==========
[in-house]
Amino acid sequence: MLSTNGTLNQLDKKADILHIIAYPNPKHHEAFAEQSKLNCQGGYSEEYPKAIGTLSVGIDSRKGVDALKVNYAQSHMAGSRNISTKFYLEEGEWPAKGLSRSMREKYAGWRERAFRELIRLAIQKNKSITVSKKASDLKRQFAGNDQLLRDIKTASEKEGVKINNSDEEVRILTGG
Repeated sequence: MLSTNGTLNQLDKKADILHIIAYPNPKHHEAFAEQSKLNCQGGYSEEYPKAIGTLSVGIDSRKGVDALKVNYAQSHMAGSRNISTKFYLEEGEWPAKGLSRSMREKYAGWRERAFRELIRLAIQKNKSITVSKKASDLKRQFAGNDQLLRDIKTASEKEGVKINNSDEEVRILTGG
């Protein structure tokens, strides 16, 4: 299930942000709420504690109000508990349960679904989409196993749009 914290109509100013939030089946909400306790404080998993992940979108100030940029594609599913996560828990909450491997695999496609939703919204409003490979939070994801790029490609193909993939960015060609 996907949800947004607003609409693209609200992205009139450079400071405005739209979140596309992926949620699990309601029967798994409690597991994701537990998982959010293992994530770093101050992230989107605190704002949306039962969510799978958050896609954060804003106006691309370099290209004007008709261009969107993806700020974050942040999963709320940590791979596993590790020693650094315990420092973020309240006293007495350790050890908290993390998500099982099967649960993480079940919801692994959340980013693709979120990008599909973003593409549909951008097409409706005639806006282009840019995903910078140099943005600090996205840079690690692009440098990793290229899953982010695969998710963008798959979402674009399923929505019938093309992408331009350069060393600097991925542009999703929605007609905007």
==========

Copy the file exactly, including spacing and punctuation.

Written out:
[in-house]
Amino acid sequence: MLSTNGTLNQLDKKADILHIIAYPNPKHHEAFAEQSKLNCQGGYSEEYPKAIGTLSVGIDSRKGVDALKVNYAQSHMAGSRNISTKFYLEEGEWPAKGLSRSMREKYAGWRERAFRELIRLAIQKNKSITVSKKASDLKRQFAGNDQLLRDIKTASEKEGVKINNSDEEVRILTGG
Repeated sequence: MLSTNGTLNQLDKKADILHIIAYPNPKHHEAFAEQSKLNCQGGYSEEYPKAIGTLSVGIDSRKGVDALKVNYAQSHMAGSRNISTKFYLEEGEWPAKGLSRSMREKYAGWRERAFRELIRLAIQKNKSITVSKKASDLKRQFAGNDQLLRDIKTASEKEGVKINNSDEEVRILTGG
């Protein structure tokens, strides 16, 4: 299930942000709420504690109000508990349960679904989409196993749009 914290109509100013939030089946909400306790404080998993992940979108100030940029594609599913996560828990909450491997695999496609939703919204409003490979939070994801790029490609193909993939960015060609 996907949800947004607003609409693209609200992205009139450079400071405005739209979140596309992926949620699990309601029967798994409690597991994701537990998982959010293992994530770093101050992230989107605190704002949306039962969510799978958050896609954060804003106006691309370099290209004007008709261009969107993806700020974050942040999963709320940590791979596993590790020693650094315990420092973020309240006293007495350790050890908290993390998500099982099967649960993480079940919801692994959340980013693709979120990008599909973003593409549909951008097409409706005639806006282009840019995903910078140099943005600090996205840079690690692009440098990793290229899953982010695969998710963008798959979402674009399923929505019938093309992408331009350069060393600097991925542009999703929605007609905007």